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Alignment of the Earth's Magnetic Field with the Axis of Rotation and Reversals of Polarity: Laboratory Experiments on a Mechanism
H. R. Crane
Proceedings of the National Academy of Sciences of the United States of America
Vol. 71, No. 11 (Nov., 1974), pp. 4400-4403
Published by: National Academy of Sciences
Stable URL: http://www.jstor.org/stable/64204
Page Count: 4
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A mechanism that can cause the earth's external magnetic field to be aligned with the axis of rotation and to reverse at random times is described. It depends upon two arbitrary assumptions: (a) A dipole magnetic source, of unspecified nature, deep within the core, wanders randomly in direction. (b) The conducting fluid at the outer boundary of the core circulates in a pattern that is symmetrical with respect to the earth's axis of rotation. It is shown that such a circulating layer will act as an anisotropic screen, which will suppress the field of the transverse component of the source dipole. The field observed outside the core will be mainly that of the axial component of the source, and it will reverse abruptly whenever the direction of the source crosses the equatorial plane. Quantitative experimental studies, made on small-scale models, of the effects and their properties are described. The only datum that even suggests a value that may be used for the angular velocity of the circulating outer layer with respect to the source is the angular velocity of the westward drift of the earth's nondipolar field. If that value is used, the anisotropic screening effect comes out to be strong enough to give alignment and reversal characteristics that are similar to those found from placomagnetic studies.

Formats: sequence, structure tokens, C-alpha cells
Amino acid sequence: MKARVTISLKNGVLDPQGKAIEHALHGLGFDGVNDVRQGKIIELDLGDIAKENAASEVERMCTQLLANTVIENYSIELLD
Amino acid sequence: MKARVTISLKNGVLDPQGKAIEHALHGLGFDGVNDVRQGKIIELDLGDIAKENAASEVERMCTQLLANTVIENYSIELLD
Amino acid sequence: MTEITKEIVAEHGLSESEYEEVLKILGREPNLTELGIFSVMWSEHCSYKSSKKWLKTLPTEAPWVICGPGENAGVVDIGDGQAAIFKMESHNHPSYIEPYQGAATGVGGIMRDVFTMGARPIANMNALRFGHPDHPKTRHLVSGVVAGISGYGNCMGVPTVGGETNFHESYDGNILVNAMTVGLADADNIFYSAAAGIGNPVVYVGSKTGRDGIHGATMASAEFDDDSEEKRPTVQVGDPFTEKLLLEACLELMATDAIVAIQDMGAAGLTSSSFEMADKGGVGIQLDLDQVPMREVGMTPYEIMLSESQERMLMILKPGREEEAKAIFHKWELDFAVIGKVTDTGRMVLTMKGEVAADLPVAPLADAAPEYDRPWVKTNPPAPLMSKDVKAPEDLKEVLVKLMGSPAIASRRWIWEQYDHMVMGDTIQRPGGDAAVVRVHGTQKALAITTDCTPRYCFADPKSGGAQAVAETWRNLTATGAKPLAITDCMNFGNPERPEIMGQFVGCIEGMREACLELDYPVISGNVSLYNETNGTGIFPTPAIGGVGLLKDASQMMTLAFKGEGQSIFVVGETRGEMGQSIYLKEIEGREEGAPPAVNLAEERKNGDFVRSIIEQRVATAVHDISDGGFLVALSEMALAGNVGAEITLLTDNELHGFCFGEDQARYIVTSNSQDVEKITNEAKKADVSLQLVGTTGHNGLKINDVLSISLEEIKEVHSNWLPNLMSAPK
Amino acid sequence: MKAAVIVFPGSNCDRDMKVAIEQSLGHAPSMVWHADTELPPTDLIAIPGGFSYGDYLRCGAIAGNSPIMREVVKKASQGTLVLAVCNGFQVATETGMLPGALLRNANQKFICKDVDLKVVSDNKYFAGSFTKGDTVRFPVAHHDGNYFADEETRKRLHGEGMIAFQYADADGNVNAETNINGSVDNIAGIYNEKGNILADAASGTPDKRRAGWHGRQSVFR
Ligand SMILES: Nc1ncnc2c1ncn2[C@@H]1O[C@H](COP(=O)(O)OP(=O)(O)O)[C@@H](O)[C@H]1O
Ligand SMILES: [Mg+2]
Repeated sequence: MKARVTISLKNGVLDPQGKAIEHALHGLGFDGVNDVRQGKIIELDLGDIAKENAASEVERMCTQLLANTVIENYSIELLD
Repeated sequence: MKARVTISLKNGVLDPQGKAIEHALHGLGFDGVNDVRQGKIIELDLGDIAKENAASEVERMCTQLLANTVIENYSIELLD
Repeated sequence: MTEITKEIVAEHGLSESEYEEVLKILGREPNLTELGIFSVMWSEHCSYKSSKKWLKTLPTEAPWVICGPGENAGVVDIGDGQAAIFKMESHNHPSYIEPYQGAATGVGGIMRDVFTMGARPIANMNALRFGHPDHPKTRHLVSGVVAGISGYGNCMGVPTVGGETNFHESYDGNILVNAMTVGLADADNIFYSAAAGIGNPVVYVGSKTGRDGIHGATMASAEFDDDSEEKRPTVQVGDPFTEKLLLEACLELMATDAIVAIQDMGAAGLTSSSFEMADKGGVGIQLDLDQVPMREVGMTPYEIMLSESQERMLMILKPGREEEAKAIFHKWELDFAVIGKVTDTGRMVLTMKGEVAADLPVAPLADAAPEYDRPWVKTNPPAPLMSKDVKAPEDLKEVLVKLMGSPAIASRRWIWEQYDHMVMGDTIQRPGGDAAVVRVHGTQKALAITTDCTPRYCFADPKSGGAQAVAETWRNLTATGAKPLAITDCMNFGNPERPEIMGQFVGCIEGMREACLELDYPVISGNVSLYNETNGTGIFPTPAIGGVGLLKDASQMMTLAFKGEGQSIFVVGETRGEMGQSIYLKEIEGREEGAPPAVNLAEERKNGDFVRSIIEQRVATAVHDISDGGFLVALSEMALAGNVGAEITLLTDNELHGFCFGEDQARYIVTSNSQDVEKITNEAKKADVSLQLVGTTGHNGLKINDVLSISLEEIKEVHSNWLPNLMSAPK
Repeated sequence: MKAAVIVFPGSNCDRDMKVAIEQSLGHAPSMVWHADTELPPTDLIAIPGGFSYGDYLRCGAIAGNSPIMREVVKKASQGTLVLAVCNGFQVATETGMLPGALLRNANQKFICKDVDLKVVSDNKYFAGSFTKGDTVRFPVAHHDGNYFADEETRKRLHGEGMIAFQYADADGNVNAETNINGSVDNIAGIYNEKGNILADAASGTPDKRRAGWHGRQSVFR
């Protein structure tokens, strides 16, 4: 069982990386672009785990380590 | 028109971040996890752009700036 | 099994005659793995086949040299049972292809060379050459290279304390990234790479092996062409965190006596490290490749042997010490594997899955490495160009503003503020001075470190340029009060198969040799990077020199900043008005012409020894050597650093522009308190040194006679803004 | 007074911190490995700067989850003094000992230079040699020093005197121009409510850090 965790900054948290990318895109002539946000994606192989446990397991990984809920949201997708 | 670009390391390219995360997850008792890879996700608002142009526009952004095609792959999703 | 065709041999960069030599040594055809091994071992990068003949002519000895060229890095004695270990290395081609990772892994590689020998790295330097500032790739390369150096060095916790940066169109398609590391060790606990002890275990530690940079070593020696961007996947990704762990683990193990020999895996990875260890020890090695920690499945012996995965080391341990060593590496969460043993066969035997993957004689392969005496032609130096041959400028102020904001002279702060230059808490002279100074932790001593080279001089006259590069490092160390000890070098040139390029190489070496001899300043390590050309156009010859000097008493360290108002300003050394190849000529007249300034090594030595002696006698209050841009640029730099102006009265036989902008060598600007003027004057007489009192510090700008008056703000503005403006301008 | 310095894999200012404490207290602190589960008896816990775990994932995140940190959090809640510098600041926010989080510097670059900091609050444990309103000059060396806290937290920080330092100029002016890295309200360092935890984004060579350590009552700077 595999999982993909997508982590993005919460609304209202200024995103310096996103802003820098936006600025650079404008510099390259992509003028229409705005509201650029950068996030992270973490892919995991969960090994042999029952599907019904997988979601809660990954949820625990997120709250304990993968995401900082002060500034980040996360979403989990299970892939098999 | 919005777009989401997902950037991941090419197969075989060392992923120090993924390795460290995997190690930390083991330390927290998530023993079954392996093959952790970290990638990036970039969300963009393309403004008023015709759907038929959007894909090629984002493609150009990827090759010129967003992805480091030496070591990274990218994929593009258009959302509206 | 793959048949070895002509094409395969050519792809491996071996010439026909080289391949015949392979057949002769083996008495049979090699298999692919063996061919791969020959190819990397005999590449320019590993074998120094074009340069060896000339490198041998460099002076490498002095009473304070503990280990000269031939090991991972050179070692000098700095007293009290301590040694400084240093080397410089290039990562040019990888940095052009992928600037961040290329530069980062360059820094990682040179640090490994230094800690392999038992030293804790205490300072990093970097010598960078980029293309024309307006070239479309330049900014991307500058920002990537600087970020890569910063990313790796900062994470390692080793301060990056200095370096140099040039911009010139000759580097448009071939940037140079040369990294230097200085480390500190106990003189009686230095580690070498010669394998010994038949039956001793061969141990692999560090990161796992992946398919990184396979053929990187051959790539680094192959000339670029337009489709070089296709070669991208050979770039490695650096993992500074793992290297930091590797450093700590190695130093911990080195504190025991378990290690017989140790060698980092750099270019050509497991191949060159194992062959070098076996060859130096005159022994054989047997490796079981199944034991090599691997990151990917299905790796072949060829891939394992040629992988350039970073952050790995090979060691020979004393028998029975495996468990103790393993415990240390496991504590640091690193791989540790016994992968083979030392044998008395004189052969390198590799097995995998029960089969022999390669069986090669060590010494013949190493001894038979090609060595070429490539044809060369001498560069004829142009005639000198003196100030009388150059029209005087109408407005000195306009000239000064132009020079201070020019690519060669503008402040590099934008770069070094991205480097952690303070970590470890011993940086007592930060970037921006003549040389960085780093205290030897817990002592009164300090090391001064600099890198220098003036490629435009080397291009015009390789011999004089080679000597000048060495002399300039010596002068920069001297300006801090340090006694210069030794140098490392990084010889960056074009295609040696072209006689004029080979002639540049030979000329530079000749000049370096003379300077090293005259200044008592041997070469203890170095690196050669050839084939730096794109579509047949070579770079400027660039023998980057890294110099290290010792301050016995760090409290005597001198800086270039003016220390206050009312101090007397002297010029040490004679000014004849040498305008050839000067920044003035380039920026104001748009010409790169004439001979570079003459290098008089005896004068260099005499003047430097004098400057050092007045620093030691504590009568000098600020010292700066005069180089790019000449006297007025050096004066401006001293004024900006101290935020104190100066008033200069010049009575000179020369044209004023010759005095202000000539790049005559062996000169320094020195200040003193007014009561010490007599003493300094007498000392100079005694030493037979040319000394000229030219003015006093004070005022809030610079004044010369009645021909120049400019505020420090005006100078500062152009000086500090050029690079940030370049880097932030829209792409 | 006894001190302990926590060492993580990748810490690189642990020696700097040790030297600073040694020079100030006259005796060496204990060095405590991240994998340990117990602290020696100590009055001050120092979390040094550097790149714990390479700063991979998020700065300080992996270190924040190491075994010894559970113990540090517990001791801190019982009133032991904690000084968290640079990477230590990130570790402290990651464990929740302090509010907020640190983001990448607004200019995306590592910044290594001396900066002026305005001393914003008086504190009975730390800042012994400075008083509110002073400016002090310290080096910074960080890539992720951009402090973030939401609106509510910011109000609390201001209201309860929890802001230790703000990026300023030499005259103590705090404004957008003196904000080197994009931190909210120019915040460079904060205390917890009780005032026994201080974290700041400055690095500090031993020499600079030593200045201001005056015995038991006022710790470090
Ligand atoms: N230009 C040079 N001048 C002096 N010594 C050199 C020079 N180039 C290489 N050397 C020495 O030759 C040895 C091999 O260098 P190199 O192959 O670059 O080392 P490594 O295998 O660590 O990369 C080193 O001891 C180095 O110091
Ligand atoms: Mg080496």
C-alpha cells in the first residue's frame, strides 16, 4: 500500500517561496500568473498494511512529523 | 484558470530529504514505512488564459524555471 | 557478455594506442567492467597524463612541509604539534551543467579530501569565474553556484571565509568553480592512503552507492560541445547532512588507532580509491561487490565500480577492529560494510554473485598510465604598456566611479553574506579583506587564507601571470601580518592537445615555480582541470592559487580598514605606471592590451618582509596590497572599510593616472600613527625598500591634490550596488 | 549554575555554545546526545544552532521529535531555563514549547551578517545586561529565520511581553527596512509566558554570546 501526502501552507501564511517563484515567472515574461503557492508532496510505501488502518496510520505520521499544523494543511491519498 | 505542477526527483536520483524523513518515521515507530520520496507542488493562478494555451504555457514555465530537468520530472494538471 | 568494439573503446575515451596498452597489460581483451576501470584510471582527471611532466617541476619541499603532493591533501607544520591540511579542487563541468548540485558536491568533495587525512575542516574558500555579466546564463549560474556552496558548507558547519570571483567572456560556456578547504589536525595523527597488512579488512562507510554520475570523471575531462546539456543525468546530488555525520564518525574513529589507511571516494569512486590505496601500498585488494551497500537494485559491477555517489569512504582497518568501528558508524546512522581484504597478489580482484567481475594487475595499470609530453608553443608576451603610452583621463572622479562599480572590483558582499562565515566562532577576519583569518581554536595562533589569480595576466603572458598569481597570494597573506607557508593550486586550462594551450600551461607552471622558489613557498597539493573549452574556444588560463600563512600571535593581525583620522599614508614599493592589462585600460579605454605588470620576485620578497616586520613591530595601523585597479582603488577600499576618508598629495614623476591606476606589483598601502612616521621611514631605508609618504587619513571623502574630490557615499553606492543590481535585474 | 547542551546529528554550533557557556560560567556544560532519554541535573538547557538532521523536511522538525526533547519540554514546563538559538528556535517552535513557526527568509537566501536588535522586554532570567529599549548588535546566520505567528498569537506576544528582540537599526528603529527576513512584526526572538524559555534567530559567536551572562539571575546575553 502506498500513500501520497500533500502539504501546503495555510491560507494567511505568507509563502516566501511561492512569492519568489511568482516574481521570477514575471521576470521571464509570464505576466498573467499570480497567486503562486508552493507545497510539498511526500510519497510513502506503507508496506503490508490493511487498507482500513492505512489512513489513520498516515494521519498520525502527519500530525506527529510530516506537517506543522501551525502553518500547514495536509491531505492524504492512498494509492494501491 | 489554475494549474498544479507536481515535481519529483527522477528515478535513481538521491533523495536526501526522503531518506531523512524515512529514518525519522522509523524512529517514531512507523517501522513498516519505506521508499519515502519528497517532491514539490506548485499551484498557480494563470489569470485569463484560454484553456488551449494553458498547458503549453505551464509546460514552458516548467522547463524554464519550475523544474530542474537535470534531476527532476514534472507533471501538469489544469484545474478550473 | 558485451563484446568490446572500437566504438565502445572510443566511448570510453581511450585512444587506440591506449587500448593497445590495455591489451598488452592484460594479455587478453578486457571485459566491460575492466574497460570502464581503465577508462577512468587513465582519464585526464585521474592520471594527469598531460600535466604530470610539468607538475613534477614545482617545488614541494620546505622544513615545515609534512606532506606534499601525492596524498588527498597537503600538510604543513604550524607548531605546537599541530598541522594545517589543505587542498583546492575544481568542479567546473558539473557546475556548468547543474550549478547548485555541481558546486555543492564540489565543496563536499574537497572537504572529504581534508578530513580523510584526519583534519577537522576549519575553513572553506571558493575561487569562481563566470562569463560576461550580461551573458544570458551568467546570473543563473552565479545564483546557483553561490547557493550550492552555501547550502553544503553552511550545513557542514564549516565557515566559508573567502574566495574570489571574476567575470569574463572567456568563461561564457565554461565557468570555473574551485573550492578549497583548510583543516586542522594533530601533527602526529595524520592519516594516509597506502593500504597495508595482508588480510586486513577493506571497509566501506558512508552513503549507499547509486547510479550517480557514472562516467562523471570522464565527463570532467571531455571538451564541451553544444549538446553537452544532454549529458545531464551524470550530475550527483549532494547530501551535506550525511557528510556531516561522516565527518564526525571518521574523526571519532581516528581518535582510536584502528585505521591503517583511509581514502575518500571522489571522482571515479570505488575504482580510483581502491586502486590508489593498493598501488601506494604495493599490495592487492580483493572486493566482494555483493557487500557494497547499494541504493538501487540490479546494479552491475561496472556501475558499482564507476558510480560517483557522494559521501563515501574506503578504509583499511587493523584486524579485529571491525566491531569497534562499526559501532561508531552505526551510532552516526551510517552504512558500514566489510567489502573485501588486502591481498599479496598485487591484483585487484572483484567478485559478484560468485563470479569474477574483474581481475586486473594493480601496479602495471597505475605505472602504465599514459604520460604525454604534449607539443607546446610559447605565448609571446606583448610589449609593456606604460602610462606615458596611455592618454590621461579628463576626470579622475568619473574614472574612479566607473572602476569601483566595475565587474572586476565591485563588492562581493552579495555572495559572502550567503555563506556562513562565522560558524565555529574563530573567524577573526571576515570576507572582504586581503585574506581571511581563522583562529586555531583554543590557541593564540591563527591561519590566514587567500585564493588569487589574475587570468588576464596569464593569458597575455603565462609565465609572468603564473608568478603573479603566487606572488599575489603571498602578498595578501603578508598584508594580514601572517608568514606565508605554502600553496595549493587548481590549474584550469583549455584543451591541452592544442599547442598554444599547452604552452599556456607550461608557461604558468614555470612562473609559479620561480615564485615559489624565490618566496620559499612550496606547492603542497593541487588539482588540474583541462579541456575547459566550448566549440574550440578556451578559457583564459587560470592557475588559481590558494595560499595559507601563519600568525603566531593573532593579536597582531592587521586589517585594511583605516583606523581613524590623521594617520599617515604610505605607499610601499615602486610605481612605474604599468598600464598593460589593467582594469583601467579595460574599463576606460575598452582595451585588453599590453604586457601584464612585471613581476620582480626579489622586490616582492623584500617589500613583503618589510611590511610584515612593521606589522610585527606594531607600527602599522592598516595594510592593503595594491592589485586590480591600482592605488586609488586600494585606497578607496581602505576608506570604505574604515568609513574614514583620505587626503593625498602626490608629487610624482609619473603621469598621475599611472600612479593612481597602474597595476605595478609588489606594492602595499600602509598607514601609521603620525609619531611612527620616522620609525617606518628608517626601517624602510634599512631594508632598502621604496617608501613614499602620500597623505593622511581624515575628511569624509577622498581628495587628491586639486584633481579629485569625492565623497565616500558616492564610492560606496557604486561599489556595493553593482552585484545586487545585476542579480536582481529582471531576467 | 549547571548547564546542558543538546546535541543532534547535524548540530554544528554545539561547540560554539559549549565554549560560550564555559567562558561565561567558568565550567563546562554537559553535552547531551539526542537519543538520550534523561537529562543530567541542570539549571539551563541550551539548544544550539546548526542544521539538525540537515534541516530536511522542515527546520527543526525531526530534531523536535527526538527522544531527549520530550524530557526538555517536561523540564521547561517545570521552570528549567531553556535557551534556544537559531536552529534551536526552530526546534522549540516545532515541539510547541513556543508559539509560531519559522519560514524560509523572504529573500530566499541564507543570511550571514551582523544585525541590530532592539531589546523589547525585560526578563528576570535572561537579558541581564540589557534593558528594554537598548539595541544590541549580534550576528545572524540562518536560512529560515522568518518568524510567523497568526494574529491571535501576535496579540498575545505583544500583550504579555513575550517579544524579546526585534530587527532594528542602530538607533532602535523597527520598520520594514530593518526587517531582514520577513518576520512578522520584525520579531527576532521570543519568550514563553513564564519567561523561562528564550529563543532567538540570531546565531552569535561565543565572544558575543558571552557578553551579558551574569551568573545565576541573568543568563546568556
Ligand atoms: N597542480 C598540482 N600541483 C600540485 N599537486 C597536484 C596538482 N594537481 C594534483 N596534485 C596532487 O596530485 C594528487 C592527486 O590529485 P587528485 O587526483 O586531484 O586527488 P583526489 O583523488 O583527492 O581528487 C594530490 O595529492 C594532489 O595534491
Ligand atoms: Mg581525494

Proceedings of the National Academy of Sciences of the United States of America © 1974 National Academy of Sciences